Written by our guest contributor Art Williams.

I learn new things all the time and today I learned something I didn’t know about Bachata.  Today I Googled ‘history of Bachata’.

I already knew that in its early days Bachata was an underground music in the Dominican Republic and it was born and matured in the bars and brothels of the Dominican Republic.  And I already had heard that Bachata was somehow related to certain French music forms.

One of those forms was the ‘bolero’.

Now….I don’t pretend to be an expert on exactly what Bolero is.  I do know it’s one of the competitive areas of Ballroom dancing.  That’s about all.  I discovered today however that there was a form of early Bachata referred to as ‘Bachata Boleros’.

A little bit more about my past experience with Bolero.  I’ll always remember the night at one of the social dances in Houston, where I learned to dance.  It might have been at one of Sonia’s Salsa Socials.  Anyway, I was there and I was dancing with a gal named Sharon.  Sharon was originally from Mexico so she had perhaps some background in Latin music that I didn’t.

We were dancing to something that I liked and I just assumed it was some sort of Bachata.  But it sounded somehow different.  Rather than the 1-2-3-tap that most of us ‘gringos’ do to Bachata, this music had a different ‘feel’…, more of a long-short-short or half, quarter, quarter (in music notation).  I commented on it and Sharon said, “Oh…, it’s Bolero.”

Point is, I learned tonight that the Bachata of today is related to the original Bachata of 40+ years ago in the Dominican Republic much in the same way that the rock and roll music of today is related to the old, original ‘Blues’ music that the freed African slaves used to sing.  And one of those early, more sedate forms of Bachata was known as ‘Bachata-bolero’.  They don’t sound much alike but there is a connection.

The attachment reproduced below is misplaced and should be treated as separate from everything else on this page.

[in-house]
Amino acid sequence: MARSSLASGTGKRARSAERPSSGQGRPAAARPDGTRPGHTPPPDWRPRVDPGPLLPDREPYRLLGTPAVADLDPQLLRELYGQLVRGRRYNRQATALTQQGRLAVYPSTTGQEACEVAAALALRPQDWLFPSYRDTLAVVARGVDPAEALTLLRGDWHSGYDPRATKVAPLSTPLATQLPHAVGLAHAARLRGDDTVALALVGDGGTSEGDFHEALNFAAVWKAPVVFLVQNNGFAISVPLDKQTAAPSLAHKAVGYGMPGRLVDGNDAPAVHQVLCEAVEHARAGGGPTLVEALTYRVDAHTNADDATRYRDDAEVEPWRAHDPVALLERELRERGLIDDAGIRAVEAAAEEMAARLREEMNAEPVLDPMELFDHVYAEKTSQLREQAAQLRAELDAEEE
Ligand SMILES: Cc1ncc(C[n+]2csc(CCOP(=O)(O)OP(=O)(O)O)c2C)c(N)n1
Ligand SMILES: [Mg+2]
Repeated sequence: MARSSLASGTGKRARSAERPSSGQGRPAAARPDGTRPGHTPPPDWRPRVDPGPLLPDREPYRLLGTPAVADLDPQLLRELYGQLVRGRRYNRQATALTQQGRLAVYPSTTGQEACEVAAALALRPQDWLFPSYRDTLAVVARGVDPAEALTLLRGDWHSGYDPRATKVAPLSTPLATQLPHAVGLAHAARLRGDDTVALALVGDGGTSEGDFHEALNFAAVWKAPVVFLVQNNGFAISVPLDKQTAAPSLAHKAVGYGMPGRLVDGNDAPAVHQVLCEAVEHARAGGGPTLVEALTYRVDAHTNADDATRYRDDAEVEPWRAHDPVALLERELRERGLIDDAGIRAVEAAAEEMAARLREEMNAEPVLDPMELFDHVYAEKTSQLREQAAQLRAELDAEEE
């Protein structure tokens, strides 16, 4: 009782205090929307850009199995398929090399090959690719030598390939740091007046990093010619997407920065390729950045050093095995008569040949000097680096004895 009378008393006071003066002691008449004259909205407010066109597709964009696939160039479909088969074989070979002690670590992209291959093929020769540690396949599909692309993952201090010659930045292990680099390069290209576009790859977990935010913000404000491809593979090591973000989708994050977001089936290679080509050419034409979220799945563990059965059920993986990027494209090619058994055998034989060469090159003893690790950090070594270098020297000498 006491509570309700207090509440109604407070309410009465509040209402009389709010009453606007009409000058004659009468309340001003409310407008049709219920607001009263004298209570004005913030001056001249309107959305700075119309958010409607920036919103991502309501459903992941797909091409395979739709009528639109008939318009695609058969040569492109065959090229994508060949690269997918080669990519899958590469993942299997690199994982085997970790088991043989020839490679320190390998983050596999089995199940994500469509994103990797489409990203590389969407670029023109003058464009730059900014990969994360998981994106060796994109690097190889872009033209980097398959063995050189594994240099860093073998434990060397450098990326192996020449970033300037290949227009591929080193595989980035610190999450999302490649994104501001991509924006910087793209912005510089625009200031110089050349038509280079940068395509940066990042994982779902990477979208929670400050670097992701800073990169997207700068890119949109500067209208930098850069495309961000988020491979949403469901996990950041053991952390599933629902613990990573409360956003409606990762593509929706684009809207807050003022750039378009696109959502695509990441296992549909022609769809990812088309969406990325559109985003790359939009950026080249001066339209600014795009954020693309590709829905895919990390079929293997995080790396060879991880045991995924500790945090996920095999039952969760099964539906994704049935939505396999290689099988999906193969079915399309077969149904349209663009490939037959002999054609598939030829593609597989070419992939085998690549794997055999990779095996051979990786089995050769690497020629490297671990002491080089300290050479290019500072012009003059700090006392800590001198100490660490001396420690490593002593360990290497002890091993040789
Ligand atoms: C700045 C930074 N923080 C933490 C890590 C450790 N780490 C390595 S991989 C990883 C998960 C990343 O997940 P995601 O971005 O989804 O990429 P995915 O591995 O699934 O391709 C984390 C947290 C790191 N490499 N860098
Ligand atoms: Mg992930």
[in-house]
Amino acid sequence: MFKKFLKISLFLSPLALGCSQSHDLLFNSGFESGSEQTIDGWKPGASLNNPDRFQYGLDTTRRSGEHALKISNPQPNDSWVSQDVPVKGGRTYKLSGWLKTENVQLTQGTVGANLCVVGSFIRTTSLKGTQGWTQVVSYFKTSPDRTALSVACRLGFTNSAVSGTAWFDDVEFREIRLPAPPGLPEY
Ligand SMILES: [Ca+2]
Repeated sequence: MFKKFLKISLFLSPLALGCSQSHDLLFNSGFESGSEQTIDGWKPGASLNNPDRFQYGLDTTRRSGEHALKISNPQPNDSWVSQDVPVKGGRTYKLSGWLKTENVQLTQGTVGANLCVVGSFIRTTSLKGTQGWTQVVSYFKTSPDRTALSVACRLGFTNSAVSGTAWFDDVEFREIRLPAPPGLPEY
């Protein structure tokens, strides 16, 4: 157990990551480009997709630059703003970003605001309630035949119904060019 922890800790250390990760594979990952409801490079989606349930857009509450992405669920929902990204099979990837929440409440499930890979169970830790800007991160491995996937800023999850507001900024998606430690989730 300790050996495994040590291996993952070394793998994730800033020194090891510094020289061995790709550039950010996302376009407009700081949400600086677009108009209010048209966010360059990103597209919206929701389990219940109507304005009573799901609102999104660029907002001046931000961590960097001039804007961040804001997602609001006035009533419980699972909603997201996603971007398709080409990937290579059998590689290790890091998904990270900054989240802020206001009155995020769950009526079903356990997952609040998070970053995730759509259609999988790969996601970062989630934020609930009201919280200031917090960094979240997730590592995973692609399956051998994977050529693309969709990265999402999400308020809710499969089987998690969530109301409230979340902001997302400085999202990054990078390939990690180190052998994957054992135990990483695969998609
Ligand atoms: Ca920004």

I’m going to give you a URL here where you’ll be able to hear some of the older styles of Bachata.  And what you might notice, as I did, is that some of that this particular old tune has a drippy, romantic, almost cheesy flavor (compared to the more modern Bachata) very similar to the old American “Doo-Wup” music of the 50’s and 60’s.

(Note:  If you don’t know what Doo-Wup music is, go to www.tropicalglen.com. They’ve got a complete channel for it.  It’s actually kinda nice too)

I actually do prefer the smoother, more romantic Bachata.  I’ve got a  DVD on Bachata Dominicana but I guess I just haven’t applied myself much to learning it.  Somehow, me personally, it just doesn’t turn me on.  I just know what appeals to me and that’s what I do.  (Bachatango, now that’s something I really am interested in but they don’t have any idea what that is here in Manila.)

I picked up several more interesting perspectives about the history of Bachata tonight and I’ll be writing more later, but I guess the most interesting thing I wanted to share in this article was the analogy between traditional American ‘Blues’ and today’s rock and roll.

The connection between those two eras of the same kind of music is very similar to the relation between original Bachata of the Dominican Republic as heard in guys like Jose Manuel Calderon (who supposedly recorded the first Bachata ‘single’ called “Borracho de Amor” and “Que Sera de mi Condena”) and the modern  Bachata supergroups like Aventura.

Here’s the Calderon Wiki page.  Not a whole lot here but it’s still kinda interesting.  Down below you can listen to a video with one of his early songs.

Just like there’s very little obvious similarity between John Lee Hooker and Stevie Rae Vaughn, there’s also very little similarity between Jose Manuel Calderon and Aventura.  But, as I have discovered, there is a connection that I think is interesting and will be writing more about later.

Written by Art Williams. Art is a true Bachata and Latin dancing fan. In his blog, Wandering Salsero, Art has written many articles in regards to Latin Dancing, but most commonly in Bachata.